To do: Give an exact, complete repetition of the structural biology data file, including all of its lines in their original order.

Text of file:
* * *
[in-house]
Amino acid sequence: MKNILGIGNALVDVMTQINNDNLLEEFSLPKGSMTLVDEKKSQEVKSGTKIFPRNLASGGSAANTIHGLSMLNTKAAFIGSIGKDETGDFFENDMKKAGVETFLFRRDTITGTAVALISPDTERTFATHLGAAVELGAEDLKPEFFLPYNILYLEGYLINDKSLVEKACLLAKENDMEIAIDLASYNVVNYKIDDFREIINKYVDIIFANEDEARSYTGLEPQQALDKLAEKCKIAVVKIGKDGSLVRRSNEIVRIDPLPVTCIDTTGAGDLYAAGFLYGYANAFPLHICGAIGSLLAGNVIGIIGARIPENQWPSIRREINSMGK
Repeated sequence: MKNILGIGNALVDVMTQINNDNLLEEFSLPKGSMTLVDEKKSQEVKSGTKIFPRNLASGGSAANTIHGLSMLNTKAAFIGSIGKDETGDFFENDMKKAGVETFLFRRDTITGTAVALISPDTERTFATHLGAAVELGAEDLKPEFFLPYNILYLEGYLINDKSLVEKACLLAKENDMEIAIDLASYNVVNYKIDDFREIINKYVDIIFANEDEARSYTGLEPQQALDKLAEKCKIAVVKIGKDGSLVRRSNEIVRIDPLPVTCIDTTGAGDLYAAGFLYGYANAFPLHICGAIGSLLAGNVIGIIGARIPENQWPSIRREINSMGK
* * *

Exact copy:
[in-house]
Amino acid sequence: MKNILGIGNALVDVMTQINNDNLLEEFSLPKGSMTLVDEKKSQEVKSGTKIFPRNLASGGSAANTIHGLSMLNTKAAFIGSIGKDETGDFFENDMKKAGVETFLFRRDTITGTAVALISPDTERTFATHLGAAVELGAEDLKPEFFLPYNILYLEGYLINDKSLVEKACLLAKENDMEIAIDLASYNVVNYKIDDFREIINKYVDIIFANEDEARSYTGLEPQQALDKLAEKCKIAVVKIGKDGSLVRRSNEIVRIDPLPVTCIDTTGAGDLYAAGFLYGYANAFPLHICGAIGSLLAGNVIGIIGARIPENQWPSIRREINSMGK
Repeated sequence: MKNILGIGNALVDVMTQINNDNLLEEFSLPKGSMTLVDEKKSQEVKSGTKIFPRNLASGGSAANTIHGLSMLNTKAAFIGSIGKDETGDFFENDMKKAGVETFLFRRDTITGTAVALISPDTERTFATHLGAAVELGAEDLKPEFFLPYNILYLEGYLINDKSLVEKACLLAKENDMEIAIDLASYNVVNYKIDDFREIINKYVDIIFANEDEARSYTGLEPQQALDKLAEKCKIAVVKIGKDGSLVRRSNEIVRIDPLPVTCIDTTGAGDLYAAGFLYGYANAFPLHICGAIGSLLAGNVIGIIGARIPENQWPSIRREINSMGK